“Far Beyond the Stars” is the 13th episode of season 6 of Star Trek: Deep Space Nine, and today is the 20th anniversary of the original airdate. So I figured I’d write a little bit about it, as it is one of the finest hours of TV that Star Trek as a franchise has produced.
During a particularly stressful period in the ongoing Dominion War (I’m not gonna summarize that previous couple seasons, don’t worry), Captain Sisko (Avery Brooks, who also directed this episode) begins seeing people dressed in various 1950s style clothing on the station and eventually passes out in his quarters waking up in sickbay with Dr. Bashir examining him. During this examination though, Sisko slips entirely into a vision and finds himself in 1950s New York City as Benny Russell, writer for a science fiction magazine called Incredible Tales (with the rest of the show’s cast also playing significant roles in this time period as other characters).
At work Benny takes a drawing (the same one you see in the header) which inspires him to write a new story. About Captain Benjamin Sisko of the station Deep Space 9. He brings it into work where the story is made with rapturous applause from his coworkers…but his editor tells him that it will never be printed. Not as long as the hero of his story is a black man, telling Benny “Look, the way I see it, you can either burn it or stick it in a drawer for the next fifty years or however long it takes the human race to become colorblind.” Benny fights this, at great personal cost, throughout the episode (in many ways it is a heartbreaking episode, and Avery Brooks is terrific in it, one of his best hours on the show).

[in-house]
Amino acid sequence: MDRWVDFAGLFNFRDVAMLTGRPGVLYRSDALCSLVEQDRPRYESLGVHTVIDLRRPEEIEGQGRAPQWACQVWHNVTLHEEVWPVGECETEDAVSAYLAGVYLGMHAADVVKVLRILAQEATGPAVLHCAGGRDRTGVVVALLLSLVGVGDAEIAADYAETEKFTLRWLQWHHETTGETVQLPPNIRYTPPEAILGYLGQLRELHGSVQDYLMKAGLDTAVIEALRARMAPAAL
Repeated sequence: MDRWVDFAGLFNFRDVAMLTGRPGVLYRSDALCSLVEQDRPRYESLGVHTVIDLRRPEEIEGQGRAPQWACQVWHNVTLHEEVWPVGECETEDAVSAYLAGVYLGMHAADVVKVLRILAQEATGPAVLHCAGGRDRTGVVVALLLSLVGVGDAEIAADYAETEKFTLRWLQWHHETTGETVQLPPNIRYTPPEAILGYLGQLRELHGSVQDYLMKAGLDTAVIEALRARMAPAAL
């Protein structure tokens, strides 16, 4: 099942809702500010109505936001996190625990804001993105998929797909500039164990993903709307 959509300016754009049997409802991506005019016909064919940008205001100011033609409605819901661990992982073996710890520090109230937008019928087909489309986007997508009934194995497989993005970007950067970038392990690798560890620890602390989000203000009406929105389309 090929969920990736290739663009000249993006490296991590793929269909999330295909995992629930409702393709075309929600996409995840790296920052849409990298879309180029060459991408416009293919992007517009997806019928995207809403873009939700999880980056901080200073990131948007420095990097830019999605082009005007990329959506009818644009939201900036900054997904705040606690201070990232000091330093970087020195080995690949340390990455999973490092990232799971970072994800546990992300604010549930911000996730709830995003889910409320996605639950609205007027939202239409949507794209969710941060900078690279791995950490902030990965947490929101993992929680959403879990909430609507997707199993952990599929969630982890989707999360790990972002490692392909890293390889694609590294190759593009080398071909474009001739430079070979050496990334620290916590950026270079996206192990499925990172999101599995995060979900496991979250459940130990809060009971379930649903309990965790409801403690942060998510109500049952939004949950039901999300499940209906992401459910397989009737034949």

Racism is an important theme in this episode, Benny’s experiences professionally and personally in 1950’s New York are familiar images from history. Both past and recent history. Brooks was quoted as saying “If we had changed the people’s clothes, this story could be about right now.” Costar Armin Shimerman on the episode: “Star Trek at its best, deals with social issues, and though you could say, ‘Well, that was prejudice in the fifties,’ the truth of the matter is, here we are in the twenty-first century, and it’s still there, and that’s what we have to be reminded by, and that’s what that episode does terrifically well.”
Star Trek: Deep Space Nine is streaming in its entirety on Netflix (and for my money, is my absolute favorite Trek series) and “Far Beyond the Stars” is somewhat removed enough from the main story arc of the season that I think a casual viewer could watch it and appreciate it. Or I’ve just watched it enough to think that.
All right go and do your shitposting.
PS: Also in a fun bit of trivia, this is the only time over the course of close to 300 hours of Star Trek that Michael Dorn spends the majority of an episode without makeup on.